Last week, Geoffrey Pete--long a well-respected figure in Oakland's African-American community, and the owner of Geoffrey's Inner Circle nightclub--held a press conference outside Oakland City Hall to announce he's considering filing a complaint against the OPD for unlawful harassment.
Pete has previously raised allegations that OPD and former mayor Jerry Brown instituted a crackdown on Oakland's African-American clubs in the downtown area--which happened to coincide with Brown's plan to bring 10,000 new residents to the city and a surge of development. On Tuesday, he charged the police with "extortion practices as it relates to the closing of my establishment" and threatened a lawsuit unless mediation occurs.
As reported on the front page of the Oakland Post (both the Chron and the Trib neglected to cover the press conference), Pete claims that OPD gave "false information" to the manager of a parking garage the nightclub used, which led to the cancellation of Pete's contract, and refused to allow him to hold an event at Sweet's Ballroom unless 18 police officers were hired to provide security, at a cost of $7,600 (OPD later dropped the number of officers needed to six, which Pete also refused to pay for, and the party was shut down when officers blocked the entrance).
Pete went on to note that, while many African American nightclubs in and around the downtown area have been closed in the past few years, the city provided a subsidy to the recently reopened concert venue the Fox Theatre, a pet project of Brown and developer Phil Tagami. As the Trib wrote back in January, "Geoffrey's is the latest of downtown clubs catering to a largely black clientele that have closed in recent years, following Zazoo's on the Embarcadero, @Seventeenth on 17th Street, Sweet Jimmie's on San Pablo Avenue, Mingles and Simone's on the Embarcadero, and Bluesville and On Broadway on Broadway."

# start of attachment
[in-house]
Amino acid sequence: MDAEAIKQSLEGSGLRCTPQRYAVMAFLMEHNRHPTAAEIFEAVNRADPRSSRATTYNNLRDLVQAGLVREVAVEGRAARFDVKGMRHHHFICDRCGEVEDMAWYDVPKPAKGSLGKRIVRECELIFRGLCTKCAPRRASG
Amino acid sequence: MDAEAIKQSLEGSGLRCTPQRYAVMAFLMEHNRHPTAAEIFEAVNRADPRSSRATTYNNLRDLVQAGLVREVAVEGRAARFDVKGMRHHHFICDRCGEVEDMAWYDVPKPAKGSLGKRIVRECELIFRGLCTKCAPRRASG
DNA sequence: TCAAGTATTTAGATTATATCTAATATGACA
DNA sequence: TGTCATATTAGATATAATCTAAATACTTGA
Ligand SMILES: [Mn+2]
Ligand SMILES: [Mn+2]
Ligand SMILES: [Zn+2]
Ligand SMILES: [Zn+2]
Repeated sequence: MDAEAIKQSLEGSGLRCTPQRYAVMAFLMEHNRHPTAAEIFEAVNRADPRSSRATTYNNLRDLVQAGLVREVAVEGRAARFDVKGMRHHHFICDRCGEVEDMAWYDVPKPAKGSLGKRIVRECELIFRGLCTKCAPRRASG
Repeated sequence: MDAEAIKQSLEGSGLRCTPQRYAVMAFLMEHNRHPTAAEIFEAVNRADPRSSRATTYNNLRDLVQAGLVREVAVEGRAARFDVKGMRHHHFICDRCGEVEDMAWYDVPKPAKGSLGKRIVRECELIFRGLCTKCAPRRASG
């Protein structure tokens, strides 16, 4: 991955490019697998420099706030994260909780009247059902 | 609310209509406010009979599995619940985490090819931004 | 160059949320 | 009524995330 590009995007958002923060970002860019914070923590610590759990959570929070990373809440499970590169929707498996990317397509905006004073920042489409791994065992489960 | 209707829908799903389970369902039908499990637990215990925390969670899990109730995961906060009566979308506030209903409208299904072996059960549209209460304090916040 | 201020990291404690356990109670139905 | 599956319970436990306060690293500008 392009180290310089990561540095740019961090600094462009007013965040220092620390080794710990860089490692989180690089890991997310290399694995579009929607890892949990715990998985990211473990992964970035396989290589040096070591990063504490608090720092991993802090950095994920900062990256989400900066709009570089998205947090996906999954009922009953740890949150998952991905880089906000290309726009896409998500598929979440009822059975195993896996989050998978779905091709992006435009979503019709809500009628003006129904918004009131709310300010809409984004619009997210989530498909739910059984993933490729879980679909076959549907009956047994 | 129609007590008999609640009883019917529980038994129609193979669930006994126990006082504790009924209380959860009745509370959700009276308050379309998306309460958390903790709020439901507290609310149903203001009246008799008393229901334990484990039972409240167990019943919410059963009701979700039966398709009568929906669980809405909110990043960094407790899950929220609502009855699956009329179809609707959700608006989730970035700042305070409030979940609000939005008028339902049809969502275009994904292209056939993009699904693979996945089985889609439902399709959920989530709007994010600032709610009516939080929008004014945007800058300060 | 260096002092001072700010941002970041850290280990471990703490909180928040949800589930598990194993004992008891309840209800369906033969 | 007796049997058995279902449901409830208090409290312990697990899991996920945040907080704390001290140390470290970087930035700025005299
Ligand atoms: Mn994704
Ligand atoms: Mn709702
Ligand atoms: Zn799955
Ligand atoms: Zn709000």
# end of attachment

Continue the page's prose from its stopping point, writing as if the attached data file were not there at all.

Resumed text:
However, it's worth noting that many of those black-owned clubs, including Mingles and At Seventeenth, were closed in the immediate aftermath of violent incidents--including several shootings--and in the case of Geoffrey's, the police rancor evidently revolved around First Saturdays, a monthly event which drew a younger, hyphyier, less bougie crowd, hundreds of which spilled out into the street at closing time, creating crowd control issues. It's also worth noting that the Fox is technically not a nightclub, but a live music venue.
Still, it's not surprising that Pete would play the race card--he is the vice president of Oakland's Black Caucus, after all--and the issue over black clubs and police overtime costs has been going on since at least 1999.
So, is this a public safety issue or a clear-cut case of discriminatory extortion? We'll have to wait for the lawsuit to find out.